Tracking symptoms to unlock the triggers of my psoriatic arthritis was a huge obsession of mine for a while in my life. Sometimes I forget how crazy I was until I look back at the files of data I collected on myself.
I was on disability at the time and prior to my leave, I had worked as an information-technology (IT) consultant, so I felt that the more data I had on myself, the more patterns I could potentially uncover. I wondered: If I paid close enough attention, could I impact my condition in such a way that I could get off disability and get back to living my 20-something life?
For me, the answer was a resounding yes!
After starting down a long path of research, I realized that I needed to work on calming my immune system down. I knew that 75- to 80-percent of my immune system lived in my gut, so I used an elimination diet to first cut out common trigger foods and then experimented with lesser-known trigger foods.
Once I got into a groove, I started looking at supplements, beauty products, activities, sleep patterns, moods, my behaviors, my pain, and fatigue. The list went on and on.
The further I went down the rabbit hole of data-tracking, the more I needed a better tool (or tools) to keep track of it all.
So I created a mega spreadsheet that I could update every day. It included data collected from phone apps I used — MyPlate, Headspace,
and my Fitbit. Aggregating all the data in one place gave me the full picture of what I was dealing with and helped me to start uncovering patterns for my own triggers.
Here's an example of the pain and fatigue charts I would create on a regular basis to assess how I was feeling:
What worked for me won’t necessarily work for everyone.
Because we each have to honor our journey and go at our own pace, here are three simple ways to collect data on yourself:
The easiest is to write it down observations in a journal or notebook. You can decide what symptoms you want to track and how you want to track them. Perhaps you’d rather just write a narrative each day of how you felt and what you did. This is a wonderful way to get started on tracking your symptoms.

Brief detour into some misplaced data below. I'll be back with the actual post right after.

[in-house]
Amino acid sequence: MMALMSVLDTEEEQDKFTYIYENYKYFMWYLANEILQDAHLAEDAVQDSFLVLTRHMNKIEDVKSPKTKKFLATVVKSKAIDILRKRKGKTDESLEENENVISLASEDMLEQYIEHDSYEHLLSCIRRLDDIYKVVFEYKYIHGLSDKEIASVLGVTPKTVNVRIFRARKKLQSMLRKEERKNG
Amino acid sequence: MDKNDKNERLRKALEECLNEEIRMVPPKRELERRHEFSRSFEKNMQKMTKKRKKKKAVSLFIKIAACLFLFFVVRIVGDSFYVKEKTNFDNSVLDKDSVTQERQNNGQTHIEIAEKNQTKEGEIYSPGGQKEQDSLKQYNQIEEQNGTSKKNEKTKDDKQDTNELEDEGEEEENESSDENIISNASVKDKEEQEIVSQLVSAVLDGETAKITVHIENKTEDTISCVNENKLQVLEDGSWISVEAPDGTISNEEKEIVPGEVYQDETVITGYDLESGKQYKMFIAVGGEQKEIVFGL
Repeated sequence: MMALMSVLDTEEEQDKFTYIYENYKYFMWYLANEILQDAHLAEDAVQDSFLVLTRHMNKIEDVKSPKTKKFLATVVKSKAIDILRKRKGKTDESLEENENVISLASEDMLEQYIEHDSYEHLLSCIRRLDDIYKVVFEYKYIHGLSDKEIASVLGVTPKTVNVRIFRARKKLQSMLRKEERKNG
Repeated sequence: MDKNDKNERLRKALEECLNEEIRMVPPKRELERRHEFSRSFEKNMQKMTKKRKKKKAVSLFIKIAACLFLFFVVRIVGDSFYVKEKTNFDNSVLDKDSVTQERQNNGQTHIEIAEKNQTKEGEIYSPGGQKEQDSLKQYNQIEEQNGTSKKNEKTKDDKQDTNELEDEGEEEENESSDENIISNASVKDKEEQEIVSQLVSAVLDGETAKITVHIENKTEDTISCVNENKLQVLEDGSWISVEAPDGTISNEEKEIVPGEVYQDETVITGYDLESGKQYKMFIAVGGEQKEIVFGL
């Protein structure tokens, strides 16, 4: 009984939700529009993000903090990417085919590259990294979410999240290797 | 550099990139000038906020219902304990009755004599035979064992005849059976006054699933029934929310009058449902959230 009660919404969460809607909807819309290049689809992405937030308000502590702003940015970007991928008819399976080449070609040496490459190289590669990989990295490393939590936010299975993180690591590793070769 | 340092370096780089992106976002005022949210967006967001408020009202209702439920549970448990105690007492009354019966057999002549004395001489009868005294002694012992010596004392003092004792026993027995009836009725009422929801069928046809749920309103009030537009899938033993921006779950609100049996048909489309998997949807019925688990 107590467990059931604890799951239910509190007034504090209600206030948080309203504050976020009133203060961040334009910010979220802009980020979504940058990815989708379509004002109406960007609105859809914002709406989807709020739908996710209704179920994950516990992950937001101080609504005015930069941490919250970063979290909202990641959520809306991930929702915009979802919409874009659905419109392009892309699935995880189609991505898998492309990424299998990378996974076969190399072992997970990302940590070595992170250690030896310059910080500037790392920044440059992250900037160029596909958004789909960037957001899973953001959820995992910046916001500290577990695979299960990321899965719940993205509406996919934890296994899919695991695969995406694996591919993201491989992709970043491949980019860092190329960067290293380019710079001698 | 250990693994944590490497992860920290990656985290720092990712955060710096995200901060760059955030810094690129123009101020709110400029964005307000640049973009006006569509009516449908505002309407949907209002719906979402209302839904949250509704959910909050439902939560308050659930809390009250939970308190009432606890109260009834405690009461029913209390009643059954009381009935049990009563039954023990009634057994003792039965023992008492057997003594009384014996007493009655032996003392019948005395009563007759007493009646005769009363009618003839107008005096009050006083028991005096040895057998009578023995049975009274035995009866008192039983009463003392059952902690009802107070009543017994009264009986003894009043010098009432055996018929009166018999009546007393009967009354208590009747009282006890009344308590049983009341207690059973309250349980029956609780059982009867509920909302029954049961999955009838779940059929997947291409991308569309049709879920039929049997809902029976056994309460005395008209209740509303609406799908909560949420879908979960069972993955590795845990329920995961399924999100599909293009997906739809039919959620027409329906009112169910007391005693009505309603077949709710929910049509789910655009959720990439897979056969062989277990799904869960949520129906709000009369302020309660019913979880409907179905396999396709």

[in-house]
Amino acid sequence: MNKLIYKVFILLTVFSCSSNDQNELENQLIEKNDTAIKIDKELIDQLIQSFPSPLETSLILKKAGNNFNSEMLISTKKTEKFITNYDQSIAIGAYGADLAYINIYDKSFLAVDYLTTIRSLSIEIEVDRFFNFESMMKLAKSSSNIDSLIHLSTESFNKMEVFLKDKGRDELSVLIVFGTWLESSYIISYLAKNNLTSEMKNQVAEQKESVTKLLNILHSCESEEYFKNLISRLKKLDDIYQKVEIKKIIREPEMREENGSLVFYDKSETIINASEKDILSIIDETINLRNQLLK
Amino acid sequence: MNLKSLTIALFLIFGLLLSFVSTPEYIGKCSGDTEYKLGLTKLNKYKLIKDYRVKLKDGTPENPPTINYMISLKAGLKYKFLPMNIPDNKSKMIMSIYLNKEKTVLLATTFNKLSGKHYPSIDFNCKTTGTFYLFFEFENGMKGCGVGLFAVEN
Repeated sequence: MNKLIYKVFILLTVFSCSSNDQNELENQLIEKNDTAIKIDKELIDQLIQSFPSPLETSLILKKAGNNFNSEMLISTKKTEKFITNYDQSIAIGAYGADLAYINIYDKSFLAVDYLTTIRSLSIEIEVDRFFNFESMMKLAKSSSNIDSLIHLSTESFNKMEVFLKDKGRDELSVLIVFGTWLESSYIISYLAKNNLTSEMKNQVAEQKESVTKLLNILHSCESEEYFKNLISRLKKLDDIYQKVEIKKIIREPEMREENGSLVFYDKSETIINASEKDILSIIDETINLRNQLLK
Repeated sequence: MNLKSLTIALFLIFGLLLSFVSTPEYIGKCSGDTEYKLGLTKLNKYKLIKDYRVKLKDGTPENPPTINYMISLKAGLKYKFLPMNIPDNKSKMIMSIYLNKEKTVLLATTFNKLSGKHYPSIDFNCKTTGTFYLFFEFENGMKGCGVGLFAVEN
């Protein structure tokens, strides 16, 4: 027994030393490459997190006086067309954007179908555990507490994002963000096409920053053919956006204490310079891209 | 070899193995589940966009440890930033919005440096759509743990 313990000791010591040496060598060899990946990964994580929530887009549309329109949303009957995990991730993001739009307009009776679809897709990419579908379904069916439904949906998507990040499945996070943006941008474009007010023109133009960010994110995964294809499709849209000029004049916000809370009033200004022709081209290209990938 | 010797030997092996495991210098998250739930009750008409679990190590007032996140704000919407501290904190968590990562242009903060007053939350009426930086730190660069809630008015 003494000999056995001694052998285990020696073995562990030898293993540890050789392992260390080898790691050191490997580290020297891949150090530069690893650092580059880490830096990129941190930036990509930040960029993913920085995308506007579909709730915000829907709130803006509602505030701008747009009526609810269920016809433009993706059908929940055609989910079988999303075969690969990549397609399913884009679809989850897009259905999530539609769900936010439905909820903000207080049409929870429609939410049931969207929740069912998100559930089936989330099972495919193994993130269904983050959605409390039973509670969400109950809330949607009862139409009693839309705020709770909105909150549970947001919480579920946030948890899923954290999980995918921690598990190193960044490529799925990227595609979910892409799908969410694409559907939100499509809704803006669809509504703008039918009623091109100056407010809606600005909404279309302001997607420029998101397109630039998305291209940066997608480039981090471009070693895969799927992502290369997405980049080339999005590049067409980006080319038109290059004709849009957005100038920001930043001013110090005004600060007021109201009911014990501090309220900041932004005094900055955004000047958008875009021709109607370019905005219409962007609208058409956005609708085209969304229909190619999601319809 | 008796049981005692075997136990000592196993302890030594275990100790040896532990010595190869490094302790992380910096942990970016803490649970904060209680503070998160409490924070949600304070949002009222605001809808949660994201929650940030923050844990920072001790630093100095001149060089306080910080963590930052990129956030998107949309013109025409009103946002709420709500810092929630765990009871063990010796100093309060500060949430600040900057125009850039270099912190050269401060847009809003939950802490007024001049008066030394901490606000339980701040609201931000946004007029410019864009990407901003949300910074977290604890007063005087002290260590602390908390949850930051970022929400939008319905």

Phone apps are great because they’re easy to update and they’re always with you. The great thing about our phones, too, is that they’re always evolving. Using the “health” app on your iPhone is a fantastic place to start, for tracking everything from steps to mindfulness minutes.
If you’re looking for options that work on various smartphone platforms, try one of these examples to help track your anxiety or mental state, a fitness tracker, and the National Arthritis Foundation’s Track+React App. If you’re looking for specific psoriatic disease apps, check out this NPF article.
If you are as into collecting data on yourself as I was, maybe you do want to create an Excel spreadsheet or GoogleDoc to document your symptoms. It can be as grand or as simple as you want. I really liked this option because it gave me the flexibility to document all the data points that I felt were important to me. I’ve yet to find an app that includes everything I want to track all in one place!
There is no “right” way to track your symptoms. Talk with your doctor and ask for a suggestion. At the end of the day, listening to your body’s cues can truly help you uncover your triggers and get you on your way to a personalized treatment plan.
See more helpful articles:
Activity Trackers Useful for Chronic Illness, too
Questions to Ask Before Downloading a Pain-Tracking App
Tracking Your RA Symptoms